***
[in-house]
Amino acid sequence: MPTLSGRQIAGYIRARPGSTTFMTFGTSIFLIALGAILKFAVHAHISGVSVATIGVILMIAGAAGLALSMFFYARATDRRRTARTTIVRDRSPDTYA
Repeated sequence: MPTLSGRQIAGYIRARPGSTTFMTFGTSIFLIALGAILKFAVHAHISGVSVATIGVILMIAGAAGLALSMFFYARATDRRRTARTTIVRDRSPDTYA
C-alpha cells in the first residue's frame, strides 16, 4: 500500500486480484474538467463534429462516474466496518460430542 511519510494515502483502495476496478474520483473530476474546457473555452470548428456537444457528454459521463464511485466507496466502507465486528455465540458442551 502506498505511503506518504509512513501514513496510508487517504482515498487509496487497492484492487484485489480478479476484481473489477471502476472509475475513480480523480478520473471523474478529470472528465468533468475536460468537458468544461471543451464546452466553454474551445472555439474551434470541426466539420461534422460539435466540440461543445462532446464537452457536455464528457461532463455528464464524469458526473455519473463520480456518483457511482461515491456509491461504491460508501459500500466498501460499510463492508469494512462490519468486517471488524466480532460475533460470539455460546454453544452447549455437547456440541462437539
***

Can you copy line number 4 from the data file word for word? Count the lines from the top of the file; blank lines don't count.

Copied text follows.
C-alpha cells in the first residue's frame, strides 16, 4: 500500500486480484474538467463534429462516474466496518460430542 511519510494515502483502495476496478474520483473530476474546457473555452470548428456537444457528454459521463464511485466507496466502507465486528455465540458442551 502506498505511503506518504509512513501514513496510508487517504482515498487509496487497492484492487484485489480478479476484481473489477471502476472509475475513480480523480478520473471523474478529470472528465468533468475536460468537458468544461471543451464546452466553454474551445472555439474551434470541426466539420461534422460539435466540440461543445462532446464537452457536455464528457461532463455528464464524469458526473455519473463520480456518483457511482461515491456509491461504491460508501459500500466498501460499510463492508469494512462490519468486517471488524466480532460475533460470539455460546454453544452447549455437547456440541462437539